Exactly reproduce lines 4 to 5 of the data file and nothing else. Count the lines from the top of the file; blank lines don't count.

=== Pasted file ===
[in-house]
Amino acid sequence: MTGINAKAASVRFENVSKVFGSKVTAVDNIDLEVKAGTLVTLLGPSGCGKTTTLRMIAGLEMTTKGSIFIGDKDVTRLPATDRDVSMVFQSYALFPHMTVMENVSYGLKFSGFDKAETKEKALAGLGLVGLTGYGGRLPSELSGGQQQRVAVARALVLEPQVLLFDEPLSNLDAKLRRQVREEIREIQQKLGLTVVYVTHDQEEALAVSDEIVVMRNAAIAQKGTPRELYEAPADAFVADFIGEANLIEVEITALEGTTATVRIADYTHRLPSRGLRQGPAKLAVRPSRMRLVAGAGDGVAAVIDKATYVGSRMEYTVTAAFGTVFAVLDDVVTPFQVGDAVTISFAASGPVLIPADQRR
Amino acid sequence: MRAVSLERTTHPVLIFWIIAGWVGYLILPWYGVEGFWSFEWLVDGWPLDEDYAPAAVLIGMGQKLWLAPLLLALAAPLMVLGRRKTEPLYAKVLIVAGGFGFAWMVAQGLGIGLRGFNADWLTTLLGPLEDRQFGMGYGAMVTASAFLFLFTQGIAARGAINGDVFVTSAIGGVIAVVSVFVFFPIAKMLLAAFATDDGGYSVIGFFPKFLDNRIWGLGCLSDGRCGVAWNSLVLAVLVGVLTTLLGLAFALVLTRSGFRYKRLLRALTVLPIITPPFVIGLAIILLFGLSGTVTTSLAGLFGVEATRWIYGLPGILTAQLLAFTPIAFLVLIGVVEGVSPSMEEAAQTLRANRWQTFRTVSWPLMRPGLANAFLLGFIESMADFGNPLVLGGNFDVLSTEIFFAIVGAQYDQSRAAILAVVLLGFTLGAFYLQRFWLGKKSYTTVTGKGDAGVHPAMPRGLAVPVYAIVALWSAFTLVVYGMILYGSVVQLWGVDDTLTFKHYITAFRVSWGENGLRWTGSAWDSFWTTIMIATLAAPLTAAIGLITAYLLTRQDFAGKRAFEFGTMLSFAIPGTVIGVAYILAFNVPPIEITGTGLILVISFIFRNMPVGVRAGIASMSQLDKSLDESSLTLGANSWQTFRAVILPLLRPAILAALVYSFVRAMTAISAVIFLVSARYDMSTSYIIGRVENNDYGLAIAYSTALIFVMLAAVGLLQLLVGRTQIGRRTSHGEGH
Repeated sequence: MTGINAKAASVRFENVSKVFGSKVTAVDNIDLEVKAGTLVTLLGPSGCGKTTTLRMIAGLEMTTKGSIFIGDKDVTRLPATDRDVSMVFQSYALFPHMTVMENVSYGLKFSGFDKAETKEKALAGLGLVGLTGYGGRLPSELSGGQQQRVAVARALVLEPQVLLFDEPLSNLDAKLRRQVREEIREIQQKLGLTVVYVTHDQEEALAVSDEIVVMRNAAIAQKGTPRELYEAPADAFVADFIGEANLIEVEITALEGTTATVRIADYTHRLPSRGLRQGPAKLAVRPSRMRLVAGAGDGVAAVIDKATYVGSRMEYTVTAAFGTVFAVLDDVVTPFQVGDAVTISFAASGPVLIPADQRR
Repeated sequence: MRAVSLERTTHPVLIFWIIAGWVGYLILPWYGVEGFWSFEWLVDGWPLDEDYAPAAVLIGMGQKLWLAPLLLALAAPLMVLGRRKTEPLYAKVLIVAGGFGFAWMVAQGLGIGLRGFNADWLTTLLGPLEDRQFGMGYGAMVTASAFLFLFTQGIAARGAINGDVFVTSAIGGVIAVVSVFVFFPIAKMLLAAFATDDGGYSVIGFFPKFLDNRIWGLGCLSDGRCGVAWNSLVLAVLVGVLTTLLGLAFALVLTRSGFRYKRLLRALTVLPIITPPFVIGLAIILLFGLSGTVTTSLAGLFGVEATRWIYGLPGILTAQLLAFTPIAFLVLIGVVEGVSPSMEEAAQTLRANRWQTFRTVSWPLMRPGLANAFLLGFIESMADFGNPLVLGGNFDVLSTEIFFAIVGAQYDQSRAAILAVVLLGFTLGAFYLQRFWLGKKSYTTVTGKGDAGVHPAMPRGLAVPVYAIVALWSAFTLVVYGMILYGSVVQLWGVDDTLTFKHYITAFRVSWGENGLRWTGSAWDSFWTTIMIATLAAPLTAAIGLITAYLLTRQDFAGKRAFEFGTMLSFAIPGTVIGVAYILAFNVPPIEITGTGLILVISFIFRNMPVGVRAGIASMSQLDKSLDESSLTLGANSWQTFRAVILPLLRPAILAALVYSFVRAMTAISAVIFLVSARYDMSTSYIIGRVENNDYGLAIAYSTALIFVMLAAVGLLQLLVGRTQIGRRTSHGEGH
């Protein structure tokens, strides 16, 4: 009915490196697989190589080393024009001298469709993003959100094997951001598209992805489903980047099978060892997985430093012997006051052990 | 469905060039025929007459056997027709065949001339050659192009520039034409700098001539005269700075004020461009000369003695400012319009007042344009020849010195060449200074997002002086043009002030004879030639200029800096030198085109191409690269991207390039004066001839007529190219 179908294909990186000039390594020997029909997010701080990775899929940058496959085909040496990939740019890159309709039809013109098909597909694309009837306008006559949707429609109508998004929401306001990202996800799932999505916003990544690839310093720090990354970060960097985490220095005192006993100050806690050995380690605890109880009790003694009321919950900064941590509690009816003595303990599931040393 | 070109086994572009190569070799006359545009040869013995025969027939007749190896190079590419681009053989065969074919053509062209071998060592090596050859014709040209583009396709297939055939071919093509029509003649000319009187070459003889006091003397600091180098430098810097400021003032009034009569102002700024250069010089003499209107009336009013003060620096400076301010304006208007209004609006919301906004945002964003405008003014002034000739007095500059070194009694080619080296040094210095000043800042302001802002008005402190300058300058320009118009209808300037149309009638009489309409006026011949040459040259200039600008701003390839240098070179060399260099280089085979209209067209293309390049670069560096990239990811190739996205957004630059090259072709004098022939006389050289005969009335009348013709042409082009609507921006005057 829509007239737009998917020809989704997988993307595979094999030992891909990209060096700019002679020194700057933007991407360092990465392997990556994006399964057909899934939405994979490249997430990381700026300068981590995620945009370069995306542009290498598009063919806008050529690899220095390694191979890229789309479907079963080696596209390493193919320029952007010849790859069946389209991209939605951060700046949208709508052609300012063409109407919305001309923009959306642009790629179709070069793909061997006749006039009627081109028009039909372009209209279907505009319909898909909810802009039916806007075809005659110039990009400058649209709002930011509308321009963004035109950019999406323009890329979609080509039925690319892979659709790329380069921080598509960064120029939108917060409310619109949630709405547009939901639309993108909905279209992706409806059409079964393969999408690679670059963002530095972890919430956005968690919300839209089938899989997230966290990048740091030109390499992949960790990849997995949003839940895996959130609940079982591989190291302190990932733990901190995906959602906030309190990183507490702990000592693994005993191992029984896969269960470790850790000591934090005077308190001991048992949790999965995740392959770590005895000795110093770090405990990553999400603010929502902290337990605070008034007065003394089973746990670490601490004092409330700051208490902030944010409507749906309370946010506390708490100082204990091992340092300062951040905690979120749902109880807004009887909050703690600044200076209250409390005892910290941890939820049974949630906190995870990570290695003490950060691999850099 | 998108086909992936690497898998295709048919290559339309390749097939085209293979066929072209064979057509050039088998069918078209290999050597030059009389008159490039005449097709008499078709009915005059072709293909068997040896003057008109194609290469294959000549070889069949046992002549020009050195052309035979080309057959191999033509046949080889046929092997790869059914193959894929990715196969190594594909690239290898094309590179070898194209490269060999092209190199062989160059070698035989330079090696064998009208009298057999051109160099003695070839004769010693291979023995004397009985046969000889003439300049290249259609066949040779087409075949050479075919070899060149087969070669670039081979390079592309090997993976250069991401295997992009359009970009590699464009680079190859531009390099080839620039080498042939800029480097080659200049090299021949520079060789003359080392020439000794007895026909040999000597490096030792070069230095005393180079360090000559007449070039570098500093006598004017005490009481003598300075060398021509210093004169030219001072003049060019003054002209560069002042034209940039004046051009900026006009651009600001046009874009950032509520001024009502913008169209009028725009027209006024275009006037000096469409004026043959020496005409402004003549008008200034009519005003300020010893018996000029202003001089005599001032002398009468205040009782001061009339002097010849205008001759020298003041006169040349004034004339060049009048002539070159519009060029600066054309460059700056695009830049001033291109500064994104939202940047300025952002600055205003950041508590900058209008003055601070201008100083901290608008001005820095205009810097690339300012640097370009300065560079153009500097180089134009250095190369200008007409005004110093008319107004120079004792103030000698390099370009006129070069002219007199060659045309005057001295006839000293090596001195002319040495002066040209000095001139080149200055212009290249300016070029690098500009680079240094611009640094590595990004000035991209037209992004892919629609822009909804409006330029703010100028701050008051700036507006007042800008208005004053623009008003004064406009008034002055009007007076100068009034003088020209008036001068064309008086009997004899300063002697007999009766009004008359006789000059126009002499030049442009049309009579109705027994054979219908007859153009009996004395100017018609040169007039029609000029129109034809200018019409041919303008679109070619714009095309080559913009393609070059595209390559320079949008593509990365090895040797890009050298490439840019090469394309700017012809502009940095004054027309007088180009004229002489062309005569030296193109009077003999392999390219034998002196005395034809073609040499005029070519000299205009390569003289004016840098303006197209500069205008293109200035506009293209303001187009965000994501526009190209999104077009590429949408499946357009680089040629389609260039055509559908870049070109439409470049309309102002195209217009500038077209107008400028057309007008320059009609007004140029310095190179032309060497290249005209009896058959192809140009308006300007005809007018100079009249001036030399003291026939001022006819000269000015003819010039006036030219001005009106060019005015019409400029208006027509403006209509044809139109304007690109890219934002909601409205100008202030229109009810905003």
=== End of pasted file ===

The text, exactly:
Repeated sequence: MTGINAKAASVRFENVSKVFGSKVTAVDNIDLEVKAGTLVTLLGPSGCGKTTTLRMIAGLEMTTKGSIFIGDKDVTRLPATDRDVSMVFQSYALFPHMTVMENVSYGLKFSGFDKAETKEKALAGLGLVGLTGYGGRLPSELSGGQQQRVAVARALVLEPQVLLFDEPLSNLDAKLRRQVREEIREIQQKLGLTVVYVTHDQEEALAVSDEIVVMRNAAIAQKGTPRELYEAPADAFVADFIGEANLIEVEITALEGTTATVRIADYTHRLPSRGLRQGPAKLAVRPSRMRLVAGAGDGVAAVIDKATYVGSRMEYTVTAAFGTVFAVLDDVVTPFQVGDAVTISFAASGPVLIPADQRR
Repeated sequence: MRAVSLERTTHPVLIFWIIAGWVGYLILPWYGVEGFWSFEWLVDGWPLDEDYAPAAVLIGMGQKLWLAPLLLALAAPLMVLGRRKTEPLYAKVLIVAGGFGFAWMVAQGLGIGLRGFNADWLTTLLGPLEDRQFGMGYGAMVTASAFLFLFTQGIAARGAINGDVFVTSAIGGVIAVVSVFVFFPIAKMLLAAFATDDGGYSVIGFFPKFLDNRIWGLGCLSDGRCGVAWNSLVLAVLVGVLTTLLGLAFALVLTRSGFRYKRLLRALTVLPIITPPFVIGLAIILLFGLSGTVTTSLAGLFGVEATRWIYGLPGILTAQLLAFTPIAFLVLIGVVEGVSPSMEEAAQTLRANRWQTFRTVSWPLMRPGLANAFLLGFIESMADFGNPLVLGGNFDVLSTEIFFAIVGAQYDQSRAAILAVVLLGFTLGAFYLQRFWLGKKSYTTVTGKGDAGVHPAMPRGLAVPVYAIVALWSAFTLVVYGMILYGSVVQLWGVDDTLTFKHYITAFRVSWGENGLRWTGSAWDSFWTTIMIATLAAPLTAAIGLITAYLLTRQDFAGKRAFEFGTMLSFAIPGTVIGVAYILAFNVPPIEITGTGLILVISFIFRNMPVGVRAGIASMSQLDKSLDESSLTLGANSWQTFRAVILPLLRPAILAALVYSFVRAMTAISAVIFLVSARYDMSTSYIIGRVENNDYGLAIAYSTALIFVMLAAVGLLQLLVGRTQIGRRTSHGEGH